Sorry for my delayed reply. Thank you for your kind words! I think you’re onto a great travel idea. To answer your first question, coach pricing might display two different rates if one is for business class. There are three tiers of prices on Amtrak, based mostly on what’s left in inventory and how early you can book your accommodation or reserved seat. Your idea for a rail pass, sometimes adding a sleeper or other times in coach is something I’ve also investigated. There are three lengths of rail passes; 15, 30 and 45 days, with 8, 12 or 18 segments, respectively. Except for the Acela trains in the Northeast which might or might not allow rail pass users, I fairly certain that of the 500 station stops for which rail passes are valid, that you won’t have any issues. I would suggest calling Amtrak and if the first person who answers your call isn’t quite sure, politely hang up and call back in a few minutes. The more experienced the Amtrak reservation person, the more tricks of the trade they can share with you and in my opinion, it’s well worth the extra callbacks.

    Have a fabulous time on your next long-distance journey!


  • Hi Veronica,
    The Texas Eagle could be an endangered (train) species, so I would not hesitate to hop aboard for your roundtrip to Ft. Worth. If it’s within your budget, definitely go for the deluxe bedroom. The bottom bunk is nearly as wide as a double bed and having your own bathroom is so worth it. As far as personal safety, it’s of course up to your comfort level. For me, I’ve never once, in over 50 years of overnight train travel, felt unsafe for myself. Your accommodation locks from the inside so that might help you feel safer. I’ve met some wonderful passengers aboard Amtrak and we’ve kept in touch for years. If you decide to go, I hope your have a wonderful time.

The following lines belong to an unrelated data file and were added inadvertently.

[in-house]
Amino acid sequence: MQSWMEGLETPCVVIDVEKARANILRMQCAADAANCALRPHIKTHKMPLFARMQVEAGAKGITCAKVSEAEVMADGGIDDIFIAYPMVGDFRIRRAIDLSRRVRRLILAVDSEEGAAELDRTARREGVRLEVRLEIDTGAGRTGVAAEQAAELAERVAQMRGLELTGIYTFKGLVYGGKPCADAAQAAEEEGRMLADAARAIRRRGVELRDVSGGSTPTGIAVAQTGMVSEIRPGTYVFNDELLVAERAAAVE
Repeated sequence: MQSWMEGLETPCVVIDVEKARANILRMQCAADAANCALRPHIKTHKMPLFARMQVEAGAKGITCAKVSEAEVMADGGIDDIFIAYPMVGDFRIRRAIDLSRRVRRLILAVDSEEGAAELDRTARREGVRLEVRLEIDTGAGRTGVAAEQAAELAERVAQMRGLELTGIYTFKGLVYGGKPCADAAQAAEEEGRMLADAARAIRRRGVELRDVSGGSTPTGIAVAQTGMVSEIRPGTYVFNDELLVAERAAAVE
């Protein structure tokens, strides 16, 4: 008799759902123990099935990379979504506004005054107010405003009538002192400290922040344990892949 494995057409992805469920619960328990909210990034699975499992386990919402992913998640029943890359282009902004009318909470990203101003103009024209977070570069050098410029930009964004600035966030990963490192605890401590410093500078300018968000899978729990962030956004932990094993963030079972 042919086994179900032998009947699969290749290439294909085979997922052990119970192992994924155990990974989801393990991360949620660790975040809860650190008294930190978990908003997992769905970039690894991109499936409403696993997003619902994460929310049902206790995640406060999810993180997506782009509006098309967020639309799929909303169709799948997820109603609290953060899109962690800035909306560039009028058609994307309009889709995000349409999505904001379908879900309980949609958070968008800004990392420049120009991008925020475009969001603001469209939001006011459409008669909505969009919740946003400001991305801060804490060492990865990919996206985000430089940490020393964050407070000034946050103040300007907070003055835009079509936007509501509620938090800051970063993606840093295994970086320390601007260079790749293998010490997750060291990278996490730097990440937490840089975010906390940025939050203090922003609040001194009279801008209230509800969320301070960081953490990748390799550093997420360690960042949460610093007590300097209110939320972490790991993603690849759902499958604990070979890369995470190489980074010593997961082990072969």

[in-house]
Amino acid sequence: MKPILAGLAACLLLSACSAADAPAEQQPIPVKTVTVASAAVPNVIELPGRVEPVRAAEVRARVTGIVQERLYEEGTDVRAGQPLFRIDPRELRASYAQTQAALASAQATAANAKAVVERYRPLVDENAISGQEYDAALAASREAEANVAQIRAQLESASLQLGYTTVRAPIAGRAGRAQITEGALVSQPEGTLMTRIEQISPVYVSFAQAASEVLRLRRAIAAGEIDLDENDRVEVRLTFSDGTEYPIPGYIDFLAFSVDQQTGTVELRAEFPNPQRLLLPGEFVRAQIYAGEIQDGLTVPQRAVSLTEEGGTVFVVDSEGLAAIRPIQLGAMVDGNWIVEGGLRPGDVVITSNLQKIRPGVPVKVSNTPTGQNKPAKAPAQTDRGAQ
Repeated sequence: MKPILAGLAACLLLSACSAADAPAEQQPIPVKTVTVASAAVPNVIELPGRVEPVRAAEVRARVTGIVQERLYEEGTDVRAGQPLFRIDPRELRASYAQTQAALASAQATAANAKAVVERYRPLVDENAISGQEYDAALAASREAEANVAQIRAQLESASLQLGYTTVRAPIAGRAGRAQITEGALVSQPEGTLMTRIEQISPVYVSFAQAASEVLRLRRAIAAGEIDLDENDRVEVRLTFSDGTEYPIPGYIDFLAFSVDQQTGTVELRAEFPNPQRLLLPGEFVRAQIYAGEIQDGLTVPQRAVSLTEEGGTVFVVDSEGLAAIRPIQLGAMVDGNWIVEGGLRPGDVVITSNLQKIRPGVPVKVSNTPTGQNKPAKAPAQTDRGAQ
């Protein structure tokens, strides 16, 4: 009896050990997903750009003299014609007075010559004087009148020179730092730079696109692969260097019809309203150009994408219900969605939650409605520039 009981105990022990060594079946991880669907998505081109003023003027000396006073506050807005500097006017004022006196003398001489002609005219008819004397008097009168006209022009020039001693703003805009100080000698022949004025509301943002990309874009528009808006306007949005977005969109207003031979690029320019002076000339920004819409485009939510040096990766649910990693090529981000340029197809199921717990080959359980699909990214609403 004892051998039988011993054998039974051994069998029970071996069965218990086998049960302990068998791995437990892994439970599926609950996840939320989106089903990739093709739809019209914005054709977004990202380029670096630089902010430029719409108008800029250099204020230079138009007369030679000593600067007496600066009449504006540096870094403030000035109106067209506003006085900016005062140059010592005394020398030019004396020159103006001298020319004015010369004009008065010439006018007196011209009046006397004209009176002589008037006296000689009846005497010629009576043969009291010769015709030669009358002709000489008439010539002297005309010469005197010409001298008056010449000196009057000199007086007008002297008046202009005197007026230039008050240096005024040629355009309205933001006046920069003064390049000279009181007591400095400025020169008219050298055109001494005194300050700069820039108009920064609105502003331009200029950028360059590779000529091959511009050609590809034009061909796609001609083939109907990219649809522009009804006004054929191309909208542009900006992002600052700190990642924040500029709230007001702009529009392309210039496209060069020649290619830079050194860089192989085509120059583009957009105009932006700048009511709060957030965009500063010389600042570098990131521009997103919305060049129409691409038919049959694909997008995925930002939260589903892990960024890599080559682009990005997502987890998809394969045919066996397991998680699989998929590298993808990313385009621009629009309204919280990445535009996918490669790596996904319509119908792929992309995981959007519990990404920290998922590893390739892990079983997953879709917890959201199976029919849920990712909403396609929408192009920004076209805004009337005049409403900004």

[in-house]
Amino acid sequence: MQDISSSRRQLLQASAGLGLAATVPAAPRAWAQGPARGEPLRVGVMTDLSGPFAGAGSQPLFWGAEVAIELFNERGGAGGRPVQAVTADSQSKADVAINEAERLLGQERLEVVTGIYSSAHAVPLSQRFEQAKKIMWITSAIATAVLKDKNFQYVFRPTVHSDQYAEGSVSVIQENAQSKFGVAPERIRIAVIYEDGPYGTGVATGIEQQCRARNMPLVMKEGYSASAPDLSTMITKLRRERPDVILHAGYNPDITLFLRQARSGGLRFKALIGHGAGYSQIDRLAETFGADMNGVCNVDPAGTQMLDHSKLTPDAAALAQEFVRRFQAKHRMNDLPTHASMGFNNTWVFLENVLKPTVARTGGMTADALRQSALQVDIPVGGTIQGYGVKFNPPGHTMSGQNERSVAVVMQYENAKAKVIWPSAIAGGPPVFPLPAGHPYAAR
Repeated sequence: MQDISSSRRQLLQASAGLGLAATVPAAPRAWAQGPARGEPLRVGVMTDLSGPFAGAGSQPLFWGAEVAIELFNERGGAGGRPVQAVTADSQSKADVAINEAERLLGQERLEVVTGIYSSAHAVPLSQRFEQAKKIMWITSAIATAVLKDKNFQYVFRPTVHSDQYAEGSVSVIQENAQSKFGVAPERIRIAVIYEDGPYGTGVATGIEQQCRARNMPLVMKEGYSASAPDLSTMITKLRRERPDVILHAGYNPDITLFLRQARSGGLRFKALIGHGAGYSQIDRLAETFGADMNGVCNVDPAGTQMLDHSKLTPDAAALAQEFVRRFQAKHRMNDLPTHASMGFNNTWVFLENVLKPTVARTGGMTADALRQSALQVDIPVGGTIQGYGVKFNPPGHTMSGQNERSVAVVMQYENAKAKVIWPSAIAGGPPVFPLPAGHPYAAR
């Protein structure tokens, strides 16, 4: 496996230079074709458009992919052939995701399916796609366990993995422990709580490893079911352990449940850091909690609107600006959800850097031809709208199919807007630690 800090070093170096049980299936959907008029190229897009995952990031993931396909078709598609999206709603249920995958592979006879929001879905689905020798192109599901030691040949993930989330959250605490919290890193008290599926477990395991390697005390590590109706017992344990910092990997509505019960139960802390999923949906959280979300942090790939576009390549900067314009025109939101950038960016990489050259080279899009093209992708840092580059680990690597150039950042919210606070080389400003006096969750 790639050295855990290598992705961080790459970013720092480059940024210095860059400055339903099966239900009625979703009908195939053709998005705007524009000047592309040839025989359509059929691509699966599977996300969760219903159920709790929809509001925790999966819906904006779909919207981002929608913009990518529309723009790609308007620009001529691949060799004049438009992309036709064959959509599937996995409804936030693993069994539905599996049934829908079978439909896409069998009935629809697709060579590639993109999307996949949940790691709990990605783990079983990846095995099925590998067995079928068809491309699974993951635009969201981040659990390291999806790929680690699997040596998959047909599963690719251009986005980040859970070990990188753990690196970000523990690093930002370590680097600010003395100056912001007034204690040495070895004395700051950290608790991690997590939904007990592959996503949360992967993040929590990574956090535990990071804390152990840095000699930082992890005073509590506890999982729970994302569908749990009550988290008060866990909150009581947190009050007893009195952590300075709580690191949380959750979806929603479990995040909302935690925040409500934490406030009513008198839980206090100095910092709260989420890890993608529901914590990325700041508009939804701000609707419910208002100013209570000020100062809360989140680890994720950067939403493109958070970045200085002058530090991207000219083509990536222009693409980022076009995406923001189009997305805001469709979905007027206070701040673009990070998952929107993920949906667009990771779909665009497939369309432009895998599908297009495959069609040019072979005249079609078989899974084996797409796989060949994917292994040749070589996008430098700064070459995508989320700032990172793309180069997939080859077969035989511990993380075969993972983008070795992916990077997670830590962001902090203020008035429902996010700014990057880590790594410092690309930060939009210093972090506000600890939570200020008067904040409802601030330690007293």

• Hi Staci, sorry but I don’t help with roommate matchups or quote roomette rates. Please call Amtrak for pricing.

  • Hi Anya,
    Very true. Reserving an accessible room is important if mobility is difficult. In roomettes and bedrooms, the lower berth is easy to access, though. Also, a family bedroom has two lowers. Thank you for your comment.

  • Hi Miranda, thanks for writing. With six people, you could get either three roomettes (2 in each) or two deluxe bedrooms and two small kids could share the lower bunk and you or your husband could sleep in the upper bunk. You could look into Amtrak Vacations (not owned by Amtrak) as they offer packages to the Grand Canyon. Otherwise, you idea to book your own stay there at the end could work well. Either way, kudos to you and your husband for wanting to take your foster kids on a grand adventure! Thanks for writing and have fun.


  • Hi Paul, if you plan to get a sleeper, you would need two roomettes or deluxe bedrooms, unless you have infant twins. Everyone loves a train ride. If you choose to go, think about booking on the Silver Meteor rather than the Silver Star so you will have a dining car. Trains are more expensive than economy air fare, so if it’s in your budget, you might think to try the train.


  • I just have a question…i live in NJ and would like to take the train to Miami, it would be my wife and two children, i have never taken the train before other than the subway system in NYC. WOuld it be worth taking the train or going by plane?

    THank you in advance

  • Hi my name is Miranda. I am a Foster parent and would like to take the kids (4) plus myself and the hubby to see the grand canyon possibly see plains and or sights along the way (couple of the kids love Little House on the Prairie) we are from North East TN. What is the most economical way for us to do this? Should we do a vaca package or book the route we want and add the grand canyon at the end? Also, the sleeper car they only hold 2? No more? Could we squeeze 3 ? I hate the kids sleeping alone like that.